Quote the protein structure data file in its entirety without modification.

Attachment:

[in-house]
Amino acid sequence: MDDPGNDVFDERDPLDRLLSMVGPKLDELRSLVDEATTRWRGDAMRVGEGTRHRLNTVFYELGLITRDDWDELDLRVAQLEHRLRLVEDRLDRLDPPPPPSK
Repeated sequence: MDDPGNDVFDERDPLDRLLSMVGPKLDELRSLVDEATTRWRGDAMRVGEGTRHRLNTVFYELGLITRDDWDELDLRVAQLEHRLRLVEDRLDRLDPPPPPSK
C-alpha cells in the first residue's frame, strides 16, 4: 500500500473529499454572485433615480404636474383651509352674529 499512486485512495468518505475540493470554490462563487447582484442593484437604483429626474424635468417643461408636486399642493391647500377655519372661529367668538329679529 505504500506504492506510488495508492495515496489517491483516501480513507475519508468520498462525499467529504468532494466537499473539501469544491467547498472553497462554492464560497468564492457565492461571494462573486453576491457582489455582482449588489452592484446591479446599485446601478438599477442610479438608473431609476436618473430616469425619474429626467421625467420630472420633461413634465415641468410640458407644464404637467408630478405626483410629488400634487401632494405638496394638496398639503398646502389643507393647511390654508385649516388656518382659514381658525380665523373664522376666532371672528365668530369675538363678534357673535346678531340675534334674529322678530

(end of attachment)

[in-house]
Amino acid sequence: MDDPGNDVFDERDPLDRLLSMVGPKLDELRSLVDEATTRWRGDAMRVGEGTRHRLNTVFYELGLITRDDWDELDLRVAQLEHRLRLVEDRLDRLDPPPPPSK
Repeated sequence: MDDPGNDVFDERDPLDRLLSMVGPKLDELRSLVDEATTRWRGDAMRVGEGTRHRLNTVFYELGLITRDDWDELDLRVAQLEHRLRLVEDRLDRLDPPPPPSK
C-alpha cells in the first residue's frame, strides 16, 4: 500500500473529499454572485433615480404636474383651509352674529 499512486485512495468518505475540493470554490462563487447582484442593484437604483429626474424635468417643461408636486399642493391647500377655519372661529367668538329679529 505504500506504492506510488495508492495515496489517491483516501480513507475519508468520498462525499467529504468532494466537499473539501469544491467547498472553497462554492464560497468564492457565492461571494462573486453576491457582489455582482449588489452592484446591479446599485446601478438599477442610479438608473431609476436618473430616469425619474429626467421625467420630472420633461413634465415641468410640458407644464404637467408630478405626483410629488400634487401632494405638496394638496398639503398646502389643507393647511390654508385649516388656518382659514381658525380665523373664522376666532371672528365668530369675538363678534357673535346678531340675534334674529322678530